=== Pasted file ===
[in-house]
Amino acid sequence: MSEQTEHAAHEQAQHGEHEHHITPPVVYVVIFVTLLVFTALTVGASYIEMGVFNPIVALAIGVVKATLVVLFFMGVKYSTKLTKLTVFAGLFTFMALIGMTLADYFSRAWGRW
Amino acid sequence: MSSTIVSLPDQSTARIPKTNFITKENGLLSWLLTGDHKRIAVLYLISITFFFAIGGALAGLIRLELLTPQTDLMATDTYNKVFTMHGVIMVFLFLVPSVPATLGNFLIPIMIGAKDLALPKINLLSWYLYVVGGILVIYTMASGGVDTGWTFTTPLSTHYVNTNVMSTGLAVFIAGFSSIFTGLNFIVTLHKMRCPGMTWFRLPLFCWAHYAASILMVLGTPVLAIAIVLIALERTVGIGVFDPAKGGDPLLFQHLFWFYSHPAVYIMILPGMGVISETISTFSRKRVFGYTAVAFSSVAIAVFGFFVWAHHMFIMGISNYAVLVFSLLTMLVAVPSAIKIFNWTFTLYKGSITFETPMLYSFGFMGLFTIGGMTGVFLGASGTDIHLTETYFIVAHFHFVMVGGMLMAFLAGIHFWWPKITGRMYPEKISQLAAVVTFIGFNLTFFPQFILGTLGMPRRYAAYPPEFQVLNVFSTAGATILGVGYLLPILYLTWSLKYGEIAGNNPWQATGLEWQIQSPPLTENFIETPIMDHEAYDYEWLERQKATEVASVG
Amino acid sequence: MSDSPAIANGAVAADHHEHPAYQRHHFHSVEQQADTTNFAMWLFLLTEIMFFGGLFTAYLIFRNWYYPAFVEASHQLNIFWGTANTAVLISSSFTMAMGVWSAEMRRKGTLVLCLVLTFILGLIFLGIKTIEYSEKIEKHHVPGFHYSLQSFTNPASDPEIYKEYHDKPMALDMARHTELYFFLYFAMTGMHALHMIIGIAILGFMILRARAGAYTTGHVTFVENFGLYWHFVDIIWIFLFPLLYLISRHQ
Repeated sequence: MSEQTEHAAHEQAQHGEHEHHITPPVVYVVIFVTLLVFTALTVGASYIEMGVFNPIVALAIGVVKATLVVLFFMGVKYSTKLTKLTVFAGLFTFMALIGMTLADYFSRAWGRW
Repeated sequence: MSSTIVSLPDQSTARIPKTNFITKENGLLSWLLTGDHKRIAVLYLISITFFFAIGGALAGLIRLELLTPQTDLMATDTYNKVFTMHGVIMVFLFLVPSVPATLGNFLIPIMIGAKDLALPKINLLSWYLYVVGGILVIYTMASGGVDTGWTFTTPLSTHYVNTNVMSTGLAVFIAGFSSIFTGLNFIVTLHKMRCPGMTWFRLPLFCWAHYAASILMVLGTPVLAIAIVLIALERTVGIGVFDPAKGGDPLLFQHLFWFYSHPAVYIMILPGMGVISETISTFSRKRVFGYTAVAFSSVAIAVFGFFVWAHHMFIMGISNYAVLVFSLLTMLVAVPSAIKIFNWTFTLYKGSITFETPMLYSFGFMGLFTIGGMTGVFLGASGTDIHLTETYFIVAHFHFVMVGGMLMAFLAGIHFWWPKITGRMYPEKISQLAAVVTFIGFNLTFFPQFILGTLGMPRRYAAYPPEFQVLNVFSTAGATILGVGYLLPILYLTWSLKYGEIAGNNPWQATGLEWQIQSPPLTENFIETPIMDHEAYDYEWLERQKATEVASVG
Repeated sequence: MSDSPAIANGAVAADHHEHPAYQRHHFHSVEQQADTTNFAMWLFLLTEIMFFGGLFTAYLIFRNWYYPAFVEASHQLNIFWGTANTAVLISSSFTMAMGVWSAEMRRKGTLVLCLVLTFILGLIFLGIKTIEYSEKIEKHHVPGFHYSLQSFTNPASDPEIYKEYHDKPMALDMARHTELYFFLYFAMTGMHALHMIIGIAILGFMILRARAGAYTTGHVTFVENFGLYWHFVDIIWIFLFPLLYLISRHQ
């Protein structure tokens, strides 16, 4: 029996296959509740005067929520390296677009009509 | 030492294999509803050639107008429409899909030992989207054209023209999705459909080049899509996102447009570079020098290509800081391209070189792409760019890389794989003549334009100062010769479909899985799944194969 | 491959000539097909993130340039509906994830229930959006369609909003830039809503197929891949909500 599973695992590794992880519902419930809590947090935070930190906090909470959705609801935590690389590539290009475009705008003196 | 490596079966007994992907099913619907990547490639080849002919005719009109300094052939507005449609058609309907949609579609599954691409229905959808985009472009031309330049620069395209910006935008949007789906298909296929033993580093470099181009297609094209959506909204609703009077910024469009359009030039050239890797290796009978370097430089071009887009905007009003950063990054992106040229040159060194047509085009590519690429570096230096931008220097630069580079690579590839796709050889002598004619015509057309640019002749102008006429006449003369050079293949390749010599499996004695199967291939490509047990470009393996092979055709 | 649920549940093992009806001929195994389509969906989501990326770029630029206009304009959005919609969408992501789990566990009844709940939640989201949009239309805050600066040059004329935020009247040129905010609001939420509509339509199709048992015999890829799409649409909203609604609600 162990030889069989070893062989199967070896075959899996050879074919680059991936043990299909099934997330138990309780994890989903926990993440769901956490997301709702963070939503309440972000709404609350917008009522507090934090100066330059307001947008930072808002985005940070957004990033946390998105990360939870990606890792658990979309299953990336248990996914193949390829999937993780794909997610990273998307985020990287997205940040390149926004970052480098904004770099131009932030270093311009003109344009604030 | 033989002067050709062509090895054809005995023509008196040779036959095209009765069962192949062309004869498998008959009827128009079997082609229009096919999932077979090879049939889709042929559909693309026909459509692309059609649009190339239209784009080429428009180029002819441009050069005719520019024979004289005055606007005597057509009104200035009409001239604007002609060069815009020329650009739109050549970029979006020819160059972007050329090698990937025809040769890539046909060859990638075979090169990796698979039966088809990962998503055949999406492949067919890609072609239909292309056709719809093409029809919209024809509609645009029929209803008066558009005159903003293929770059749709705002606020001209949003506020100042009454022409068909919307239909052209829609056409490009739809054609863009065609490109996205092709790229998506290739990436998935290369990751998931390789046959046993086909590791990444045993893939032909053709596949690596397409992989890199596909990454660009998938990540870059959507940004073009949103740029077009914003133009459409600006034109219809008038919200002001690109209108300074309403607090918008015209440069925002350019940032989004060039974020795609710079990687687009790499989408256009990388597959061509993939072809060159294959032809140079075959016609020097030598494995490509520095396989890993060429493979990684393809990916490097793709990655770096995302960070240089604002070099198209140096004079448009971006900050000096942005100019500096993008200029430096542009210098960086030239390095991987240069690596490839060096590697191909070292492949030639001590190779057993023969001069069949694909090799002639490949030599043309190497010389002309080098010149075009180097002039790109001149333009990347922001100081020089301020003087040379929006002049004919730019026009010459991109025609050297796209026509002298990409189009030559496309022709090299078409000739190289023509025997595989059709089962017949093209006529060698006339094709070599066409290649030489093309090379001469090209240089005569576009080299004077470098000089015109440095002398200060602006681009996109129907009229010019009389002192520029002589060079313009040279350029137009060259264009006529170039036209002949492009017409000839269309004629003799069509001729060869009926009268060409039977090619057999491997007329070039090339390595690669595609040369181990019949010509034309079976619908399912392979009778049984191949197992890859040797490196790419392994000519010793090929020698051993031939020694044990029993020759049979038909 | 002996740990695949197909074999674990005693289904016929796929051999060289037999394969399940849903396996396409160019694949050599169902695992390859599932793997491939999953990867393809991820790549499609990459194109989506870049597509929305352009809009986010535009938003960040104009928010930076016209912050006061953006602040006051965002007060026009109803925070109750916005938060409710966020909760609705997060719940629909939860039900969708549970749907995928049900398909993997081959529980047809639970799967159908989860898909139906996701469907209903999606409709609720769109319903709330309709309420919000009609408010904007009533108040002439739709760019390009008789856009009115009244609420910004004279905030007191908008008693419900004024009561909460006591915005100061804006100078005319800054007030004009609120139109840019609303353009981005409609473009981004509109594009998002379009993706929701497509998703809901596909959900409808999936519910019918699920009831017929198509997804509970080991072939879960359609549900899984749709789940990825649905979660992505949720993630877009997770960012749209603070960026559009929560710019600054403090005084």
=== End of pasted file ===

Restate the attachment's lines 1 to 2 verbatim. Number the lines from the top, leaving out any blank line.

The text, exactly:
[in-house]
Amino acid sequence: MSEQTEHAAHEQAQHGEHEHHITPPVVYVVIFVTLLVFTALTVGASYIEMGVFNPIVALAIGVVKATLVVLFFMGVKYSTKLTKLTVFAGLFTFMALIGMTLADYFSRAWGRW